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- 500mg of Krill Oil Per Capsule
- Contains Vitamin A and Vitamin E for better absorption
- Small and Easy to Swallow Soft Gels
- 2 Capsules per day provides 1000 mg of Krill
Krill oil is oil from a tiny, shrimp-like animal. Baleen whales, mantas, and whale sharks eat primarily krill. In Norwegian, the word “krill” means “whale food.” People extract the oil from krill, place it in capsules, and use it for medicine. Some brand name krill oil products indicate that they use Antarctic krill. This usually refers to the species of krill called Euphausia superba.
Krill oil is used for heart disease, high levels of certain blood fats (triglycerides), high cholesterol, high blood pressure, stroke, cancer, osteoarthritis, depression, premenstrual syndrome(PMS), and painful menstrual periods.
How does it work?
Krill oil contains fatty acids similar to fish oil. These fats are thought to be beneficial fats that decrease swelling, lower cholesterol, and make blood platelets less sticky. When blood platelets are less sticky they are less likely to form clots.
- High cholesterol. Developing research shows that taking 1-1.5 grams of a specific krill oil product (Neptune Krill Oil, Neptune Technologies & Bioresources, Inc) daily reduces total cholesterol and “bad” low-density lipoprotein (LDL) cholesterol, and increases “good” high-density lipoprotein (HDL) cholesterol in patients with high cholesterol. Higher doses of 2-3 grams daily also appear to significantly reduce levels of triglyceride, another type of blood fat.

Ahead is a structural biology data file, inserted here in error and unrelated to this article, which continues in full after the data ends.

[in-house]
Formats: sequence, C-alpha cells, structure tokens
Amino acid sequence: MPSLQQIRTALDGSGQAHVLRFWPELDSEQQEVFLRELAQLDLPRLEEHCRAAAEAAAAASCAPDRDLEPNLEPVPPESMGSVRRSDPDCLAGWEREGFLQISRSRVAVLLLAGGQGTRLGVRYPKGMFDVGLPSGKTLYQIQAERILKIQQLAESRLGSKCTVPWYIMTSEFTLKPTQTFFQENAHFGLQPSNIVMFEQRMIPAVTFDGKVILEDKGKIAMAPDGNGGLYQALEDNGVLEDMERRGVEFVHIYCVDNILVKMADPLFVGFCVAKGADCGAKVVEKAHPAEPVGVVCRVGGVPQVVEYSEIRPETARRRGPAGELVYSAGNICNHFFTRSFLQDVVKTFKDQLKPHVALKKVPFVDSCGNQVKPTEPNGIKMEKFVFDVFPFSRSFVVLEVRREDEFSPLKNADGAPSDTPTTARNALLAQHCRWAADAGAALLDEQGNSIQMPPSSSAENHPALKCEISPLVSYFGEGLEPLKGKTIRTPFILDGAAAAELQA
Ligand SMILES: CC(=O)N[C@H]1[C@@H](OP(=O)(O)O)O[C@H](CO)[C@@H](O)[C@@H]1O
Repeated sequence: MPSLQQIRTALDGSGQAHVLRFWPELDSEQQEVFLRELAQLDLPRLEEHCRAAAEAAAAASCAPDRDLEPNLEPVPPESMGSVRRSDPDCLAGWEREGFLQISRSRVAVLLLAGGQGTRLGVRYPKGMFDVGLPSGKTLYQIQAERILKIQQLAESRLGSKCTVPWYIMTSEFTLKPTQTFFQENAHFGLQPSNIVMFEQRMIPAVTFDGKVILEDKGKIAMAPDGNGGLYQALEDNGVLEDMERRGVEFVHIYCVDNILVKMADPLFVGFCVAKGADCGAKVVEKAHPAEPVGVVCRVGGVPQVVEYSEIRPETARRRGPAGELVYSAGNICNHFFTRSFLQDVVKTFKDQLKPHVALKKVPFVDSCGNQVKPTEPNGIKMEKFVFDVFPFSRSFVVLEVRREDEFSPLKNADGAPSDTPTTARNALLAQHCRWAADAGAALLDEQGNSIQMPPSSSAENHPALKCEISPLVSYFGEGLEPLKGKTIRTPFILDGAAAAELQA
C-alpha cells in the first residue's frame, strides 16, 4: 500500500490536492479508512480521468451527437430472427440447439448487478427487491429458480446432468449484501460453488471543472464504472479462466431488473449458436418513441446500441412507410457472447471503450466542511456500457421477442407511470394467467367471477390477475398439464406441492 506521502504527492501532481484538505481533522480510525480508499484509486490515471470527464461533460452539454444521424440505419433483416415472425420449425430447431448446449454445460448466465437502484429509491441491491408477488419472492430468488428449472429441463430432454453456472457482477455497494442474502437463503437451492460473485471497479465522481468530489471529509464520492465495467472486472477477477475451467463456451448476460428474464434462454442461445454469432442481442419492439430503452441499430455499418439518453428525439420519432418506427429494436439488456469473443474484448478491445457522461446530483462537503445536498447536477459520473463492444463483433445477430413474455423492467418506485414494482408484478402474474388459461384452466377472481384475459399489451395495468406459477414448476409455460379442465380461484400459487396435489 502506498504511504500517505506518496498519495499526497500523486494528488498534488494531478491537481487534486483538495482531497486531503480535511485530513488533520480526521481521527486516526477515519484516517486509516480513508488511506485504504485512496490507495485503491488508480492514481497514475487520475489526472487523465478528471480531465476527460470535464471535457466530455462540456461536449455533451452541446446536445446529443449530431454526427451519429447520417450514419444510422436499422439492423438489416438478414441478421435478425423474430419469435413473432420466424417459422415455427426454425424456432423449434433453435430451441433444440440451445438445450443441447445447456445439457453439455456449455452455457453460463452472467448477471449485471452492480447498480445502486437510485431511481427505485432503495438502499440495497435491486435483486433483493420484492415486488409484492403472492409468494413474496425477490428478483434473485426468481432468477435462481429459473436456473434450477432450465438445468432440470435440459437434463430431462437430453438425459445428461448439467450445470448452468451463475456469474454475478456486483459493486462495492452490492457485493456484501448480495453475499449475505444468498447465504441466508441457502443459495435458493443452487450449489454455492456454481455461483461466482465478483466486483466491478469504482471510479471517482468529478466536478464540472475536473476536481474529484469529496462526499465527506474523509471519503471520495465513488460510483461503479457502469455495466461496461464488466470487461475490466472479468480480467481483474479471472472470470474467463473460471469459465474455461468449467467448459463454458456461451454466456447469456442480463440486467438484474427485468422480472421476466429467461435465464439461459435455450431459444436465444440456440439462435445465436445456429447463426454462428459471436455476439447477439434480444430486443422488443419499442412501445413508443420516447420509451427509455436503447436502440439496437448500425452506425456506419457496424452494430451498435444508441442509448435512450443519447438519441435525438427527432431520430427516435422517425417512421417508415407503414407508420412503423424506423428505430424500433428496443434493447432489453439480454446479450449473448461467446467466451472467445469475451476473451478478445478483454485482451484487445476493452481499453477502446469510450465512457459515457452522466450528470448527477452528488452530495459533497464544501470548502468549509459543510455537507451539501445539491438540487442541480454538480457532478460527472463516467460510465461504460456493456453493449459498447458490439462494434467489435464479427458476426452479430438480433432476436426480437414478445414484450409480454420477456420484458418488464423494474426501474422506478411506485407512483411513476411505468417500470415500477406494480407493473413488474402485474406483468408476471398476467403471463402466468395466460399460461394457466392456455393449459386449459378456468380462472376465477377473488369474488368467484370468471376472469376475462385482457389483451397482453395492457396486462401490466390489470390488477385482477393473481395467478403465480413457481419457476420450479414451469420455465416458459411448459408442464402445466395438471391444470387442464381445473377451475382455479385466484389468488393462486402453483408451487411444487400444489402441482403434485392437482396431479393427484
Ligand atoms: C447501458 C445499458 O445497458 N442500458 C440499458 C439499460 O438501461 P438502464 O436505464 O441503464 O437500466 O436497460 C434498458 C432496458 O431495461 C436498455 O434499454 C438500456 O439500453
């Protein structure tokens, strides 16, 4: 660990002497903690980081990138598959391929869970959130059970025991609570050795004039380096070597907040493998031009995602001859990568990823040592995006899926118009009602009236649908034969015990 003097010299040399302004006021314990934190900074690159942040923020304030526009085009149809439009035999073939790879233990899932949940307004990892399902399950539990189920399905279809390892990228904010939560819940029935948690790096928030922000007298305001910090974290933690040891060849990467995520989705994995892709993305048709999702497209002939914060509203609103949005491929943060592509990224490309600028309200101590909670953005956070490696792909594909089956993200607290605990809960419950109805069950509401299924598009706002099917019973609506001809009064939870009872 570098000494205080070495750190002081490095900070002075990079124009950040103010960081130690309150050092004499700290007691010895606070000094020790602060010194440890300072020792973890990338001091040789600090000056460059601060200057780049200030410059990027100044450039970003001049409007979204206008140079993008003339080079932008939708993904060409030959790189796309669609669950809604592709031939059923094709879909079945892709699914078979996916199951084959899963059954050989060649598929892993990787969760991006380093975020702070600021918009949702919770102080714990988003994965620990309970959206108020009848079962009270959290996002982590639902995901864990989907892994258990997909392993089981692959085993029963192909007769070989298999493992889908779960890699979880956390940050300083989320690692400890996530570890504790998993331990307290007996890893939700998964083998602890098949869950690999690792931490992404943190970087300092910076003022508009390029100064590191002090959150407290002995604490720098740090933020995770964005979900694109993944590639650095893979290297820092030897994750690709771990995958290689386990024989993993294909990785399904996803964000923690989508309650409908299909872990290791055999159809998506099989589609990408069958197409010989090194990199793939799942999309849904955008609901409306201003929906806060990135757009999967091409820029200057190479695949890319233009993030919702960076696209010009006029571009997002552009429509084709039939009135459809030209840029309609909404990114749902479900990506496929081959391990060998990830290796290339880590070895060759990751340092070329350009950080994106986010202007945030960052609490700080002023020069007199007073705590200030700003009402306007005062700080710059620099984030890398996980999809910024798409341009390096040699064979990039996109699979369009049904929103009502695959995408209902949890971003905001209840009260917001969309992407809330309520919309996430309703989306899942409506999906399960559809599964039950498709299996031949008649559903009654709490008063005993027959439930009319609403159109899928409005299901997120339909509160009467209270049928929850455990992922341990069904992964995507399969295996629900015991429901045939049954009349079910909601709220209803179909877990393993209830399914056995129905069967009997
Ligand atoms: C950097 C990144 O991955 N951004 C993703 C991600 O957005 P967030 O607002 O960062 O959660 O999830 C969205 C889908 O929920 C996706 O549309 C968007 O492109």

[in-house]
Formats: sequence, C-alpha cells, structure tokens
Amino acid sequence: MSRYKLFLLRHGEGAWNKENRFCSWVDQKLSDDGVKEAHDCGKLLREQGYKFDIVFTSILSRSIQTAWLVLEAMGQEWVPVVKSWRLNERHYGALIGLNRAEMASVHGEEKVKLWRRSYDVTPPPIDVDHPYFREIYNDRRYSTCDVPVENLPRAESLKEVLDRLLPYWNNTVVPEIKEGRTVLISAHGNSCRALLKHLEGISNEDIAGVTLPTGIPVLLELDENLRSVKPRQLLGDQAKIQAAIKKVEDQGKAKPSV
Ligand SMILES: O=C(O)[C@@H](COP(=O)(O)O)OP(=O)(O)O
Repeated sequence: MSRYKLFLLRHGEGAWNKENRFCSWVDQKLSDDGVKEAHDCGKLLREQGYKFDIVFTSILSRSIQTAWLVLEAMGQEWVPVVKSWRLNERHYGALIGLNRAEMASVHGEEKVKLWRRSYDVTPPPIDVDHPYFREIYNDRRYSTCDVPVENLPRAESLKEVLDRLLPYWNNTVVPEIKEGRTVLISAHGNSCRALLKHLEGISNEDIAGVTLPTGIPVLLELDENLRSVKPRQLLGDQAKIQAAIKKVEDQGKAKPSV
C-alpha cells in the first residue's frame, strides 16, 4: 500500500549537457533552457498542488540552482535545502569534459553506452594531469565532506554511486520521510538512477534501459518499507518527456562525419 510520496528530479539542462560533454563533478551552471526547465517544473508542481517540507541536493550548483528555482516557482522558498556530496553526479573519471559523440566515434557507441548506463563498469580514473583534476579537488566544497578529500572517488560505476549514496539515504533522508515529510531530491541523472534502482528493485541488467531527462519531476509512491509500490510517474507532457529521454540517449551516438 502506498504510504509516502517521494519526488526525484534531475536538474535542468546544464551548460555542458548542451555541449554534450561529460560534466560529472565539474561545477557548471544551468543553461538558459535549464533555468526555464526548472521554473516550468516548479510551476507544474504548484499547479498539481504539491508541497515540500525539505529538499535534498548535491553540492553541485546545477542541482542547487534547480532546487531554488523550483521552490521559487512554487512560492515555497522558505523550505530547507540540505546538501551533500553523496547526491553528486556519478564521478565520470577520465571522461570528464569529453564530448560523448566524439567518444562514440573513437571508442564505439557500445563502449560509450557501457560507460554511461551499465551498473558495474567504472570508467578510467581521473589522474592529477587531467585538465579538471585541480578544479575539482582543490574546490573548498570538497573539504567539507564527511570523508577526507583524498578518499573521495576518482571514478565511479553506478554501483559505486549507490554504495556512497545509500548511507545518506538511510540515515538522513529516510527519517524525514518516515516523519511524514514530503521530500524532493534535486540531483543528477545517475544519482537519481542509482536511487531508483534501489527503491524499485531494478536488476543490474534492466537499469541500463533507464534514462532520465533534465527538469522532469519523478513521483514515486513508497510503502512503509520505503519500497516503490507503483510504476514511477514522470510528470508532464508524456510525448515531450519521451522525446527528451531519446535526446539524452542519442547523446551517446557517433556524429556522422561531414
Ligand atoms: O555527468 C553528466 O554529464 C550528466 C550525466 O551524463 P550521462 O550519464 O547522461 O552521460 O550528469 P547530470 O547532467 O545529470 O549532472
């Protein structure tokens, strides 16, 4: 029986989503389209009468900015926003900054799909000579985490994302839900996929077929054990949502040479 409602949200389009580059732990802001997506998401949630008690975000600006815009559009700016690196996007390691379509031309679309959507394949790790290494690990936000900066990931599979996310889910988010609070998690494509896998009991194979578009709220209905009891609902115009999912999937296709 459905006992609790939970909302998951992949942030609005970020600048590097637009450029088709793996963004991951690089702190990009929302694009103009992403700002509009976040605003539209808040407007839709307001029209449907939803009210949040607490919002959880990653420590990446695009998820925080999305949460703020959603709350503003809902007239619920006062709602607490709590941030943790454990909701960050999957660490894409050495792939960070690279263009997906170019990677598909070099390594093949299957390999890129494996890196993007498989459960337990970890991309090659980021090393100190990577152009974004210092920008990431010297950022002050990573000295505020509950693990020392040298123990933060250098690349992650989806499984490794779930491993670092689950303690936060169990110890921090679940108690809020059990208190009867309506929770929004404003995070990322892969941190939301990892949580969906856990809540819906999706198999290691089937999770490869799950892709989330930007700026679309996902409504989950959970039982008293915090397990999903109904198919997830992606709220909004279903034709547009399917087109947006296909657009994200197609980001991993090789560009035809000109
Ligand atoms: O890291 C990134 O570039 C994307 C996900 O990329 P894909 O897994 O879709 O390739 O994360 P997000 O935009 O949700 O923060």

- Osteoarthritis. Early research shows that taking 300 mg of a specific krill oil product daily reduces pain and stiffness in people with osteoarthritis.
- Premenstrual syndrome (PMS). Early research shows that taking a specific krill oil product might reduce PMS symptoms.
- Rheumatoid arthritis. Early research shows that taking 300 mg of a specific krill oil product daily reduces pain and stiffness in people with rheumatoid arthritis.
- High blood pressure.
- Other conditions.
Seafood allergy: Some people who are allergic to seafood might also be allergic to krill oil supplements. There is no reliable information showing how likely people with seafood allergy are to have an allergic reaction to krill oil; however, until more is known, avoid using krill oil or use it cautiously if you have a seafood allergy.
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